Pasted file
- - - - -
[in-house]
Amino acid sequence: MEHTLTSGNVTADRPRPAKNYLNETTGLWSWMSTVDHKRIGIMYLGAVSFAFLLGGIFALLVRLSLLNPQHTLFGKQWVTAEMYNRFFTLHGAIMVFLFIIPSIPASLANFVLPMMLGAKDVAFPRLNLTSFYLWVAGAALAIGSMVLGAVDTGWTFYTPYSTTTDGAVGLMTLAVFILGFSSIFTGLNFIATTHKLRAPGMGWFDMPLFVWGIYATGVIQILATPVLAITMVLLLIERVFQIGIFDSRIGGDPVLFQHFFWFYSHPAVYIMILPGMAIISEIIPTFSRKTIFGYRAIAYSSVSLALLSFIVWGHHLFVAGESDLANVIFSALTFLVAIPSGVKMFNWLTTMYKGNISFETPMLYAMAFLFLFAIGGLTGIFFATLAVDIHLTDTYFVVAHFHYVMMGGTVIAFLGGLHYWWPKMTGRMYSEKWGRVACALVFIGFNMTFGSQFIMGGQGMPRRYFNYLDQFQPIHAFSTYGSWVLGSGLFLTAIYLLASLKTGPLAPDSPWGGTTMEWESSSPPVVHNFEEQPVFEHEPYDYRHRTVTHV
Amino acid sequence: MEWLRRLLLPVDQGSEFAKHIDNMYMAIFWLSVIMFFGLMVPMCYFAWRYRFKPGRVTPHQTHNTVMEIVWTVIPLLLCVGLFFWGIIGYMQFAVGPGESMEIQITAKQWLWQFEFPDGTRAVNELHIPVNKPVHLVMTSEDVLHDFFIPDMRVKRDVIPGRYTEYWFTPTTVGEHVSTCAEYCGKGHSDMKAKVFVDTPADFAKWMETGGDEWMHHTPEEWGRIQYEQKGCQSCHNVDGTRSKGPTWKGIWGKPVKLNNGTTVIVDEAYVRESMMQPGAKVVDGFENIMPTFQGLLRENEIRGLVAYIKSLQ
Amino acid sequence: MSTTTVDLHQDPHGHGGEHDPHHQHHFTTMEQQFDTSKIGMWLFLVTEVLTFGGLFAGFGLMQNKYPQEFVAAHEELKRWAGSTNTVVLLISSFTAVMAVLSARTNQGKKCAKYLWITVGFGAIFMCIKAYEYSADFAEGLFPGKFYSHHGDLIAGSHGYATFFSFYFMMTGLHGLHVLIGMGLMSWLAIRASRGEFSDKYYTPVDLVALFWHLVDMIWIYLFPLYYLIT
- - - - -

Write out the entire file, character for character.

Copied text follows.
[in-house]
Amino acid sequence: MEHTLTSGNVTADRPRPAKNYLNETTGLWSWMSTVDHKRIGIMYLGAVSFAFLLGGIFALLVRLSLLNPQHTLFGKQWVTAEMYNRFFTLHGAIMVFLFIIPSIPASLANFVLPMMLGAKDVAFPRLNLTSFYLWVAGAALAIGSMVLGAVDTGWTFYTPYSTTTDGAVGLMTLAVFILGFSSIFTGLNFIATTHKLRAPGMGWFDMPLFVWGIYATGVIQILATPVLAITMVLLLIERVFQIGIFDSRIGGDPVLFQHFFWFYSHPAVYIMILPGMAIISEIIPTFSRKTIFGYRAIAYSSVSLALLSFIVWGHHLFVAGESDLANVIFSALTFLVAIPSGVKMFNWLTTMYKGNISFETPMLYAMAFLFLFAIGGLTGIFFATLAVDIHLTDTYFVVAHFHYVMMGGTVIAFLGGLHYWWPKMTGRMYSEKWGRVACALVFIGFNMTFGSQFIMGGQGMPRRYFNYLDQFQPIHAFSTYGSWVLGSGLFLTAIYLLASLKTGPLAPDSPWGGTTMEWESSSPPVVHNFEEQPVFEHEPYDYRHRTVTHV
Amino acid sequence: MEWLRRLLLPVDQGSEFAKHIDNMYMAIFWLSVIMFFGLMVPMCYFAWRYRFKPGRVTPHQTHNTVMEIVWTVIPLLLCVGLFFWGIIGYMQFAVGPGESMEIQITAKQWLWQFEFPDGTRAVNELHIPVNKPVHLVMTSEDVLHDFFIPDMRVKRDVIPGRYTEYWFTPTTVGEHVSTCAEYCGKGHSDMKAKVFVDTPADFAKWMETGGDEWMHHTPEEWGRIQYEQKGCQSCHNVDGTRSKGPTWKGIWGKPVKLNNGTTVIVDEAYVRESMMQPGAKVVDGFENIMPTFQGLLRENEIRGLVAYIKSLQ
Amino acid sequence: MSTTTVDLHQDPHGHGGEHDPHHQHHFTTMEQQFDTSKIGMWLFLVTEVLTFGGLFAGFGLMQNKYPQEFVAAHEELKRWAGSTNTVVLLISSFTAVMAVLSARTNQGKKCAKYLWITVGFGAIFMCIKAYEYSADFAEGLFPGKFYSHHGDLIAGSHGYATFFSFYFMMTGLHGLHVLIGMGLMSWLAIRASRGEFSDKYYTPVDLVALFWHLVDMIWIYLFPLYYLIT